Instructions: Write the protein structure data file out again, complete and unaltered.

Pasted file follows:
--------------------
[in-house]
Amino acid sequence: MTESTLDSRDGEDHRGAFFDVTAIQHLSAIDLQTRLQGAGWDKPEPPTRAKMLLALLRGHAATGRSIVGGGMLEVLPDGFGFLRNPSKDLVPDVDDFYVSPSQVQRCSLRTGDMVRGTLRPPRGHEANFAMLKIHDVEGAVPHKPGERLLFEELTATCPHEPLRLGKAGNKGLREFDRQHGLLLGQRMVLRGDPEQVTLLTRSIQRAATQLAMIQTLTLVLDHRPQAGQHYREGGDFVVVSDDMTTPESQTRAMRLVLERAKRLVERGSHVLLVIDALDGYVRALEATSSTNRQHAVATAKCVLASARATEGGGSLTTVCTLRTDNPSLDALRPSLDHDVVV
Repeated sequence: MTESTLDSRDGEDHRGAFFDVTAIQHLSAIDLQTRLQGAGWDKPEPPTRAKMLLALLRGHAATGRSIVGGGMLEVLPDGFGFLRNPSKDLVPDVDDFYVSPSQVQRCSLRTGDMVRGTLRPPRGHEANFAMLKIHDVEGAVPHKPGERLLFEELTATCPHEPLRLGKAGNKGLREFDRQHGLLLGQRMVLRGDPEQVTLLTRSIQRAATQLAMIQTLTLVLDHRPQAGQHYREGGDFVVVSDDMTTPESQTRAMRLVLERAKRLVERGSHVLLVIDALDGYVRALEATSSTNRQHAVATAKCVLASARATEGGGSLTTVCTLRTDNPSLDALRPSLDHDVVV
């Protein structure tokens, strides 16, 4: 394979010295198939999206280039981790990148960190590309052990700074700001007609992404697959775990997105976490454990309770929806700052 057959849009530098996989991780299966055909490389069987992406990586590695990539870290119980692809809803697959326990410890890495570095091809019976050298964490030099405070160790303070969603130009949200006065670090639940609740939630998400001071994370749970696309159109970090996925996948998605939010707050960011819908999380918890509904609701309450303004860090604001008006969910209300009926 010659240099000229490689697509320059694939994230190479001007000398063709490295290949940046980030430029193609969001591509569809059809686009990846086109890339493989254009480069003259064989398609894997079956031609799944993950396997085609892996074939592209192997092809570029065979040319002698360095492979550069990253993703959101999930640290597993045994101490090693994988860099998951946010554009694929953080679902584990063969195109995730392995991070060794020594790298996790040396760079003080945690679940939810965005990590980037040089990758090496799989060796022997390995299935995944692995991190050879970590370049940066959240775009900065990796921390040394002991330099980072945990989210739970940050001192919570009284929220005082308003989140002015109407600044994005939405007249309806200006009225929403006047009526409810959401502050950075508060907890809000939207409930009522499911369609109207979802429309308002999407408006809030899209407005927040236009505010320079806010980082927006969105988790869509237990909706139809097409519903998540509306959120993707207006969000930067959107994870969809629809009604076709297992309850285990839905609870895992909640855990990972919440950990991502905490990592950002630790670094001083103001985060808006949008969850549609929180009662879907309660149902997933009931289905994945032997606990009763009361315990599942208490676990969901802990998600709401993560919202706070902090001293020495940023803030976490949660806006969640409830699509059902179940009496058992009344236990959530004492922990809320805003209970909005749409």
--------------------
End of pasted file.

[in-house]
Amino acid sequence: MTESTLDSRDGEDHRGAFFDVTAIQHLSAIDLQTRLQGAGWDKPEPPTRAKMLLALLRGHAATGRSIVGGGMLEVLPDGFGFLRNPSKDLVPDVDDFYVSPSQVQRCSLRTGDMVRGTLRPPRGHEANFAMLKIHDVEGAVPHKPGERLLFEELTATCPHEPLRLGKAGNKGLREFDRQHGLLLGQRMVLRGDPEQVTLLTRSIQRAATQLAMIQTLTLVLDHRPQAGQHYREGGDFVVVSDDMTTPESQTRAMRLVLERAKRLVERGSHVLLVIDALDGYVRALEATSSTNRQHAVATAKCVLASARATEGGGSLTTVCTLRTDNPSLDALRPSLDHDVVV
Repeated sequence: MTESTLDSRDGEDHRGAFFDVTAIQHLSAIDLQTRLQGAGWDKPEPPTRAKMLLALLRGHAATGRSIVGGGMLEVLPDGFGFLRNPSKDLVPDVDDFYVSPSQVQRCSLRTGDMVRGTLRPPRGHEANFAMLKIHDVEGAVPHKPGERLLFEELTATCPHEPLRLGKAGNKGLREFDRQHGLLLGQRMVLRGDPEQVTLLTRSIQRAATQLAMIQTLTLVLDHRPQAGQHYREGGDFVVVSDDMTTPESQTRAMRLVLERAKRLVERGSHVLLVIDALDGYVRALEATSSTNRQHAVATAKCVLASARATEGGGSLTTVCTLRTDNPSLDALRPSLDHDVVV
């Protein structure tokens, strides 16, 4: 394979010295198939999206280039981790990148960190590309052990700074700001007609992404697959775990997105976490454990309770929806700052 057959849009530098996989991780299966055909490389069987992406990586590695990539870290119980692809809803697959326990410890890495570095091809019976050298964490030099405070160790303070969603130009949200006065670090639940609740939630998400001071994370749970696309159109970090996925996948998605939010707050960011819908999380918890509904609701309450303004860090604001008006969910209300009926 010659240099000229490689697509320059694939994230190479001007000398063709490295290949940046980030430029193609969001591509569809059809686009990846086109890339493989254009480069003259064989398609894997079956031609799944993950396997085609892996074939592209192997092809570029065979040319002698360095492979550069990253993703959101999930640290597993045994101490090693994988860099998951946010554009694929953080679902584990063969195109995730392995991070060794020594790298996790040396760079003080945690679940939810965005990590980037040089990758090496799989060796022997390995299935995944692995991190050879970590370049940066959240775009900065990796921390040394002991330099980072945990989210739970940050001192919570009284929220005082308003989140002015109407600044994005939405007249309806200006009225929403006047009526409810959401502050950075508060907890809000939207409930009522499911369609109207979802429309308002999407408006809030899209407005927040236009505010320079806010980082927006969105988790869509237990909706139809097409519903998540509306959120993707207006969000930067959107994870969809629809009604076709297992309850285990839905609870895992909640855990990972919440950990991502905490990592950002630790670094001083103001985060808006949008969850549609929180009662879907309660149902997933009931289905994945032997606990009763009361315990599942208490676990969901802990998600709401993560919202706070902090001293020495940023803030976490949660806006969640409830699509059902179940009496058992009344236990959530004492922990809320805003209970909005749409």